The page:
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Content archived on 2024-05-15

Fractures and self-healing within the excavation disturbed zone in clays

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Solutions to secure the excavation-disturbed zone

Deep inside the Jura Mountains, European scientists made a critical discovery that could help prevent radionuclides from leaking out from future geological repositories.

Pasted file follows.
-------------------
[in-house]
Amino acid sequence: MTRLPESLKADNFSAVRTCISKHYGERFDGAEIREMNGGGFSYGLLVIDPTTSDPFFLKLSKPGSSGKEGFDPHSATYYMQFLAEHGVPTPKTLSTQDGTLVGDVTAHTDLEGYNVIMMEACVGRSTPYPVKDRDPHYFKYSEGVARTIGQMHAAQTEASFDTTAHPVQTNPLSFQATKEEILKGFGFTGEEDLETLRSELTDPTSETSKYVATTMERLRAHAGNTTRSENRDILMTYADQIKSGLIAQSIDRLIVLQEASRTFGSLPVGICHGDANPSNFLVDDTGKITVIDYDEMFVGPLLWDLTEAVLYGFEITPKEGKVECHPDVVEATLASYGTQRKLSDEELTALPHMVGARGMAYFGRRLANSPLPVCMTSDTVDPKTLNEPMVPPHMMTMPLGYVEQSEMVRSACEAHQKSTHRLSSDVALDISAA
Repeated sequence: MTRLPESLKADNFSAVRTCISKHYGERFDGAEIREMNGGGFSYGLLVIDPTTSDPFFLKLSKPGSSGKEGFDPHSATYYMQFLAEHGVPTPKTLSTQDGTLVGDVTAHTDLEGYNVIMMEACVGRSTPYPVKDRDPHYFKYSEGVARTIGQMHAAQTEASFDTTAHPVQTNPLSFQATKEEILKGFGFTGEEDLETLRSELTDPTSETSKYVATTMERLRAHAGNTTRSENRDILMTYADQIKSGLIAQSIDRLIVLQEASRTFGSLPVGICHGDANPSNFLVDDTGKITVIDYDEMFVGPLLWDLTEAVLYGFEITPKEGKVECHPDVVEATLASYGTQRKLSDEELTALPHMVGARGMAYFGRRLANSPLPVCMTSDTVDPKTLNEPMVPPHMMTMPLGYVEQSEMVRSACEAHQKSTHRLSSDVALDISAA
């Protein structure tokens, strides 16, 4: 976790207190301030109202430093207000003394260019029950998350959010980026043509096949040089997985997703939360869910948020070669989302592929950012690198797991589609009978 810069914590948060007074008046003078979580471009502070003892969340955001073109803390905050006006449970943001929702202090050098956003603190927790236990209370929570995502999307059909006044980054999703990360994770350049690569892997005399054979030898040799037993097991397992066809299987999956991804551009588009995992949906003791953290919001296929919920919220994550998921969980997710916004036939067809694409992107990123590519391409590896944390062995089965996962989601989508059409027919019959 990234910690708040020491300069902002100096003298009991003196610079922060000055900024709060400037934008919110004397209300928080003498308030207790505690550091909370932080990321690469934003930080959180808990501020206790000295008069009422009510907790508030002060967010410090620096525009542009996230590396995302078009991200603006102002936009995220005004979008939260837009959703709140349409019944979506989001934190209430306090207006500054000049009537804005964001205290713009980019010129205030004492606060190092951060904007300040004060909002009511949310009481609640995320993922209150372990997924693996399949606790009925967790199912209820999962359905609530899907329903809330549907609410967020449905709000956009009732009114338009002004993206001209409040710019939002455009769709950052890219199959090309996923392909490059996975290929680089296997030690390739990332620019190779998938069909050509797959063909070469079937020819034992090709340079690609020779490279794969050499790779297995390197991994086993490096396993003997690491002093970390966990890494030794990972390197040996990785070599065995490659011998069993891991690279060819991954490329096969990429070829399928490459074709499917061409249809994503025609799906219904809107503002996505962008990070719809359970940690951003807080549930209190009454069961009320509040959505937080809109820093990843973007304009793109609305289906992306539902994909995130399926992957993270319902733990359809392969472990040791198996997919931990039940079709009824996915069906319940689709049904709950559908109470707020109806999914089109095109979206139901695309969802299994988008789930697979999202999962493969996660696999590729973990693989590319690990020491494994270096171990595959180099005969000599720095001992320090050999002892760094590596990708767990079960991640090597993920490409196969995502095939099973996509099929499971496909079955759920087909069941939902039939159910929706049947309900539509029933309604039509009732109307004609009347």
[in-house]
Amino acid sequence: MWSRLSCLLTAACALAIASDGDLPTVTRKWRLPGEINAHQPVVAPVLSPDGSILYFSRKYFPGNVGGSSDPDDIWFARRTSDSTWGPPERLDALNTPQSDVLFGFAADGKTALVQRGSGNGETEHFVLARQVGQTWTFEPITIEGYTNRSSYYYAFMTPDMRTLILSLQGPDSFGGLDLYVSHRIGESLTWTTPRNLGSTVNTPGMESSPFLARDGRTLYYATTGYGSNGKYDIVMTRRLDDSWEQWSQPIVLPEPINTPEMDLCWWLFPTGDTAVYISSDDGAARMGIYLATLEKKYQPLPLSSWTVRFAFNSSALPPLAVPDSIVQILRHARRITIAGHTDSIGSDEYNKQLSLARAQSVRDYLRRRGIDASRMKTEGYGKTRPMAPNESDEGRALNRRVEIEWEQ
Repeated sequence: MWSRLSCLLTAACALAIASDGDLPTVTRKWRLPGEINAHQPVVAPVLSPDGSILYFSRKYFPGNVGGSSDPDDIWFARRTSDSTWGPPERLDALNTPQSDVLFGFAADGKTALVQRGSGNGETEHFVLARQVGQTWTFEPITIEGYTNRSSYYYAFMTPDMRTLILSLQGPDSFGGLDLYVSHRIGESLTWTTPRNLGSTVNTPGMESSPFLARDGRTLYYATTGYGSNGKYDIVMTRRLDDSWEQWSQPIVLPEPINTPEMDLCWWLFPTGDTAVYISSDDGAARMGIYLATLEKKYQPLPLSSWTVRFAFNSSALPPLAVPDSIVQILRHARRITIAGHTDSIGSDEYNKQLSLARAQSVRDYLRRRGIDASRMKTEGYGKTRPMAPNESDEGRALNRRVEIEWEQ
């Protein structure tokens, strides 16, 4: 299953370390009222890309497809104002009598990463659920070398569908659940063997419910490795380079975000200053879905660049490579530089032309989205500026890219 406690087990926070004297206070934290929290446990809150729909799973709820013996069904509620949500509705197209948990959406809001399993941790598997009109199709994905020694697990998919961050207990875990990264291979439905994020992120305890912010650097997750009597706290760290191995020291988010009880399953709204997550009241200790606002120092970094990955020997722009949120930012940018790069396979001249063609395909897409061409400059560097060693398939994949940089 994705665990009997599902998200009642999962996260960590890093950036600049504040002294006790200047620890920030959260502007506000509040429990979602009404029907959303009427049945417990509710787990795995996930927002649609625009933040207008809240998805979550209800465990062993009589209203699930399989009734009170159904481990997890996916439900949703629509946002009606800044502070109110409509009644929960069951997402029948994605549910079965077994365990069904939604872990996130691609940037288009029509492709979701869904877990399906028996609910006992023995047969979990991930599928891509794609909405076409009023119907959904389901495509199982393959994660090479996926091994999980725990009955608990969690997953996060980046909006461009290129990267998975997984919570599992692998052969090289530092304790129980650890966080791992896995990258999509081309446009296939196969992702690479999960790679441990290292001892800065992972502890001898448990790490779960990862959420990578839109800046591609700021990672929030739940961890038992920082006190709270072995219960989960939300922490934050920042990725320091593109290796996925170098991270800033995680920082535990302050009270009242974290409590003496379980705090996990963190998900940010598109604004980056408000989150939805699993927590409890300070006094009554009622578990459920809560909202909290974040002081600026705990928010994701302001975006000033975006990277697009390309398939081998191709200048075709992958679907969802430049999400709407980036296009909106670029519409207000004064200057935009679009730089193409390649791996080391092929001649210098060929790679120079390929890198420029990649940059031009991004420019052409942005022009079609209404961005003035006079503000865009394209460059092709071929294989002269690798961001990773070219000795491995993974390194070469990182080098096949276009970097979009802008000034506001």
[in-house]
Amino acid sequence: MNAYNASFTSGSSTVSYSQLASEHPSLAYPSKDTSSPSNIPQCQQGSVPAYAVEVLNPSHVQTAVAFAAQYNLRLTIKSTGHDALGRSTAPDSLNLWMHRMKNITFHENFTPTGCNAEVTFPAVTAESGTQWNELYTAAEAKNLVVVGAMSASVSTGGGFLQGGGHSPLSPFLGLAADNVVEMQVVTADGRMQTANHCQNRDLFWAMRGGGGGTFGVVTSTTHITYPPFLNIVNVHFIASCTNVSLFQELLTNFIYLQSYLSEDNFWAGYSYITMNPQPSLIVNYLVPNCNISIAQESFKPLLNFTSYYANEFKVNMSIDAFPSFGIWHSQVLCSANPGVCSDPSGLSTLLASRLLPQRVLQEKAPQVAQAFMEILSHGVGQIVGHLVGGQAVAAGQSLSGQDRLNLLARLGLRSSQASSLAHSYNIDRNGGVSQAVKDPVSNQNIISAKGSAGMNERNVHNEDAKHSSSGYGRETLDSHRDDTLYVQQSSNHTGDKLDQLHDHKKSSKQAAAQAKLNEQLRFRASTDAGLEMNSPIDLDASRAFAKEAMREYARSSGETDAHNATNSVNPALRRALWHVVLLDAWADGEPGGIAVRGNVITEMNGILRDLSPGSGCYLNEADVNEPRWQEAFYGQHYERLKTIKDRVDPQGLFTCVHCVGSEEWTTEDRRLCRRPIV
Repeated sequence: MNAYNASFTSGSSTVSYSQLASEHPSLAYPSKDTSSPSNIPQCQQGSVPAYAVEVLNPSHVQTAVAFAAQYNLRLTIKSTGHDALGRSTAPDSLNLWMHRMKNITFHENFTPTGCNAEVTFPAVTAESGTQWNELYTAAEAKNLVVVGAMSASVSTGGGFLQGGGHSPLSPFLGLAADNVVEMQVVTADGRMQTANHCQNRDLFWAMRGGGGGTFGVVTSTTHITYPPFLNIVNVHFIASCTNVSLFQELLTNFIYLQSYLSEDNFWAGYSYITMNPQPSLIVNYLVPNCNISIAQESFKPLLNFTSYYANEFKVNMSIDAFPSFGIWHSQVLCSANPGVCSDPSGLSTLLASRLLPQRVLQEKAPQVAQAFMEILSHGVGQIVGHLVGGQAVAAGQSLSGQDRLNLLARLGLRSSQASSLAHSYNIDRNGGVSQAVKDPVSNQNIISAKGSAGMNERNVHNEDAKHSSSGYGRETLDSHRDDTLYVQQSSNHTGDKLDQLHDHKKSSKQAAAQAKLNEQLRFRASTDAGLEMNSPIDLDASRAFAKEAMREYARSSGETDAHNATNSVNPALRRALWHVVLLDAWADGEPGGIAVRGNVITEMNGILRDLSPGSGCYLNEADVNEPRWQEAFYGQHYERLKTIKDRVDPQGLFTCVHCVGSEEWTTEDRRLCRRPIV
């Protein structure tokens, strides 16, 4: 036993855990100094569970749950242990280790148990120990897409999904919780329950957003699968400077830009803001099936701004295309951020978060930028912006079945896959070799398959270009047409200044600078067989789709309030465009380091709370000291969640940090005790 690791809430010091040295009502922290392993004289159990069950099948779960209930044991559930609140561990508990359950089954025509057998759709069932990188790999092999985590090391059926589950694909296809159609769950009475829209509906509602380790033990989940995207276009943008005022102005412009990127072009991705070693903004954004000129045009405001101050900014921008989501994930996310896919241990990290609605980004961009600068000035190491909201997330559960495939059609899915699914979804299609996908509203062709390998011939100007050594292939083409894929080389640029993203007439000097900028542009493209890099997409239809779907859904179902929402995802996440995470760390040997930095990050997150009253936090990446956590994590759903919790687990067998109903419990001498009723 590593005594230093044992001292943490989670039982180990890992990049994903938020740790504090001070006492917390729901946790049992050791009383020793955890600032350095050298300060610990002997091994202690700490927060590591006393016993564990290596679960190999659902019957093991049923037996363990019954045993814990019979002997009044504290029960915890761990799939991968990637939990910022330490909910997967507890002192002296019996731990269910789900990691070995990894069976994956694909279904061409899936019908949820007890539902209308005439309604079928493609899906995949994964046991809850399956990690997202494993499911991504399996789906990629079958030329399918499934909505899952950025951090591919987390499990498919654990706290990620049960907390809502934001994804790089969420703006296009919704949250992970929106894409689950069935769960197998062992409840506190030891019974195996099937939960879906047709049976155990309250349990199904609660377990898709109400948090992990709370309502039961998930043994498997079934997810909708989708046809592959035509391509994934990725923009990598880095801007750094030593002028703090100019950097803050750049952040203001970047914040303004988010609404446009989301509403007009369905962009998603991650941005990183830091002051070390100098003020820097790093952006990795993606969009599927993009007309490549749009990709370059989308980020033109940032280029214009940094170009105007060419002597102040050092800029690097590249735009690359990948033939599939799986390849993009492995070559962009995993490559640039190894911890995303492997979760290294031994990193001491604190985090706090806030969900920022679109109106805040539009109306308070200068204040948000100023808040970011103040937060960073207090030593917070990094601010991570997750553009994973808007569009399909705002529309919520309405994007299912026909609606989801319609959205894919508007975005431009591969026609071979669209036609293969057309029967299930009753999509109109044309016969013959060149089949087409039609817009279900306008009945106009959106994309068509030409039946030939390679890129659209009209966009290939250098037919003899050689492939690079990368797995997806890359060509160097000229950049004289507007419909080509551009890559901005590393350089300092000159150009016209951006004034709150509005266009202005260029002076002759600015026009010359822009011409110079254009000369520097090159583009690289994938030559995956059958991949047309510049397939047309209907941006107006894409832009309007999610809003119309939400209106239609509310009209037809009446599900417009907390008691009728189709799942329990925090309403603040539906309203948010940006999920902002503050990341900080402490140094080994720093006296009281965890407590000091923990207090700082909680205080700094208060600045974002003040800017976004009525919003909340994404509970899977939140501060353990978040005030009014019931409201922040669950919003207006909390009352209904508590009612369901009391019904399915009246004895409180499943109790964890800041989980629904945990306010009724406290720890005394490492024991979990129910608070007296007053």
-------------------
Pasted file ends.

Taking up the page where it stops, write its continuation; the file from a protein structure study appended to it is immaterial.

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Nuclear power plants comprise an important component of the energy portfolio of several EU Member States. What remains undecided is where to safely store the radioactive waste produced by these plants. One idea gaining popularity is that of a geological repository built into clay deposits. One issue that must be addressed, however, is the increased risk of contamination via the excavation used to access the repository. The Belgian organisation Euridice coordinated a Euratom project to investigate the impact of the so-called excavation-disturbed zone (EDZ) on the performance of underground repositories. Building on previous research that identified the ideal borehole orientation, NAGRA and its SELFRAC partners drilled new boreholes at the Mont Terri research facility in Switzerland. Once filled with synthetic formation water, special equipment, such as dilatometers, was employed to measure transmissivity along the borehole wall. NAGRA demonstrated that transmissivity could be significantly reduced in the EDZ by boosting the dilatometer pressure to 5MPa. The result is that the capacity for fluid transfer along the axis of the borehole is reduced by several orders of magnitude. This substantially reduces the risk of radionuclides escaping and contaminating the surrounding environment.

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